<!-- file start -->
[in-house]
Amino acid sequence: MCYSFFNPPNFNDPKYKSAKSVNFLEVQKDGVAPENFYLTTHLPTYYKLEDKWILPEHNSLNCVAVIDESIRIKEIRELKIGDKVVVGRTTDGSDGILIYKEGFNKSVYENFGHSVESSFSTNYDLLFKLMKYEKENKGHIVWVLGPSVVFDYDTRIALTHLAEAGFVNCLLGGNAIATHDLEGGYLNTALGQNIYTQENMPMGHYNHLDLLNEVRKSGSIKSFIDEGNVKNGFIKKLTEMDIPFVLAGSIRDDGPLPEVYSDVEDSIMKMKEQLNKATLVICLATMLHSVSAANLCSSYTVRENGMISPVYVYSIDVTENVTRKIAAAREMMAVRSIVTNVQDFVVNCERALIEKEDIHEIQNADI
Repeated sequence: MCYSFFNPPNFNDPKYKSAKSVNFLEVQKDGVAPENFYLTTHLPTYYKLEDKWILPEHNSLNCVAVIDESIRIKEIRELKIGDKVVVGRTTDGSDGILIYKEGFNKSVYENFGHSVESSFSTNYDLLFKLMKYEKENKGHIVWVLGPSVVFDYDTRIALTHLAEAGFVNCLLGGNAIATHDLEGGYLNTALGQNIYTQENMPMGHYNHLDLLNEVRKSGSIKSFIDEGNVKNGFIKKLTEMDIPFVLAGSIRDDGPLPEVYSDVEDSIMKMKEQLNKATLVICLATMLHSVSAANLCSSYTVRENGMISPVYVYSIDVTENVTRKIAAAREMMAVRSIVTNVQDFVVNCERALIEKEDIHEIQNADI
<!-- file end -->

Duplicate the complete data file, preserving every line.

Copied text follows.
[in-house]
Amino acid sequence: MCYSFFNPPNFNDPKYKSAKSVNFLEVQKDGVAPENFYLTTHLPTYYKLEDKWILPEHNSLNCVAVIDESIRIKEIRELKIGDKVVVGRTTDGSDGILIYKEGFNKSVYENFGHSVESSFSTNYDLLFKLMKYEKENKGHIVWVLGPSVVFDYDTRIALTHLAEAGFVNCLLGGNAIATHDLEGGYLNTALGQNIYTQENMPMGHYNHLDLLNEVRKSGSIKSFIDEGNVKNGFIKKLTEMDIPFVLAGSIRDDGPLPEVYSDVEDSIMKMKEQLNKATLVICLATMLHSVSAANLCSSYTVRENGMISPVYVYSIDVTENVTRKIAAAREMMAVRSIVTNVQDFVVNCERALIEKEDIHEIQNADI
Repeated sequence: MCYSFFNPPNFNDPKYKSAKSVNFLEVQKDGVAPENFYLTTHLPTYYKLEDKWILPEHNSLNCVAVIDESIRIKEIRELKIGDKVVVGRTTDGSDGILIYKEGFNKSVYENFGHSVESSFSTNYDLLFKLMKYEKENKGHIVWVLGPSVVFDYDTRIALTHLAEAGFVNCLLGGNAIATHDLEGGYLNTALGQNIYTQENMPMGHYNHLDLLNEVRKSGSIKSFIDEGNVKNGFIKKLTEMDIPFVLAGSIRDDGPLPEVYSDVEDSIMKMKEQLNKATLVICLATMLHSVSAANLCSSYTVRENGMISPVYVYSIDVTENVTRKIAAAREMMAVRSIVTNVQDFVVNCERALIEKEDIHEIQNADI